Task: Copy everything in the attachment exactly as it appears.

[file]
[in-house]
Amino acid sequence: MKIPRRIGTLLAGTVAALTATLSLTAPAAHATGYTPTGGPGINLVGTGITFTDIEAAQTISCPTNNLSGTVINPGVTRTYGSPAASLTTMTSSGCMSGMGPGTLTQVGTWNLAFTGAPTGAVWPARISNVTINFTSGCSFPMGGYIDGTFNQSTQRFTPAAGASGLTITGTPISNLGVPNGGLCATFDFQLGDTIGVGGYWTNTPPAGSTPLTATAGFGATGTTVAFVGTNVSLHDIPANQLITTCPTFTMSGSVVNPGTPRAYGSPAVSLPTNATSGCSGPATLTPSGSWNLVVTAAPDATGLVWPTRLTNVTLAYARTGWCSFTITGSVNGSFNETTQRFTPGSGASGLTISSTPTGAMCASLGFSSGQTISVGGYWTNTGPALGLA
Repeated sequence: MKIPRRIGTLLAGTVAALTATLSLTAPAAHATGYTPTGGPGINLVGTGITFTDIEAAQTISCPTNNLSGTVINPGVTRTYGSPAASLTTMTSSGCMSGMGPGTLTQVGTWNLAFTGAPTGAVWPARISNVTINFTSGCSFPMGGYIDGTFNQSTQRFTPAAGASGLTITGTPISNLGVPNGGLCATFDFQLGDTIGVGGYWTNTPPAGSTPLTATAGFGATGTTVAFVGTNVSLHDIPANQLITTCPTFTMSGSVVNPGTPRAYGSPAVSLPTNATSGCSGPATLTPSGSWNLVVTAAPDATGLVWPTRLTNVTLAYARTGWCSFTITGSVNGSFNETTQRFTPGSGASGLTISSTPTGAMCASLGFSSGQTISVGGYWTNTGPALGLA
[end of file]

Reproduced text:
[in-house]
Amino acid sequence: MKIPRRIGTLLAGTVAALTATLSLTAPAAHATGYTPTGGPGINLVGTGITFTDIEAAQTISCPTNNLSGTVINPGVTRTYGSPAASLTTMTSSGCMSGMGPGTLTQVGTWNLAFTGAPTGAVWPARISNVTINFTSGCSFPMGGYIDGTFNQSTQRFTPAAGASGLTITGTPISNLGVPNGGLCATFDFQLGDTIGVGGYWTNTPPAGSTPLTATAGFGATGTTVAFVGTNVSLHDIPANQLITTCPTFTMSGSVVNPGTPRAYGSPAVSLPTNATSGCSGPATLTPSGSWNLVVTAAPDATGLVWPTRLTNVTLAYARTGWCSFTITGSVNGSFNETTQRFTPGSGASGLTISSTPTGAMCASLGFSSGQTISVGGYWTNTGPALGLA
Repeated sequence: MKIPRRIGTLLAGTVAALTATLSLTAPAAHATGYTPTGGPGINLVGTGITFTDIEAAQTISCPTNNLSGTVINPGVTRTYGSPAASLTTMTSSGCMSGMGPGTLTQVGTWNLAFTGAPTGAVWPARISNVTINFTSGCSFPMGGYIDGTFNQSTQRFTPAAGASGLTITGTPISNLGVPNGGLCATFDFQLGDTIGVGGYWTNTPPAGSTPLTATAGFGATGTTVAFVGTNVSLHDIPANQLITTCPTFTMSGSVVNPGTPRAYGSPAVSLPTNATSGCSGPATLTPSGSWNLVVTAAPDATGLVWPTRLTNVTLAYARTGWCSFTITGSVNGSFNETTQRFTPGSGASGLTISSTPTGAMCASLGFSSGQTISVGGYWTNTGPALGLA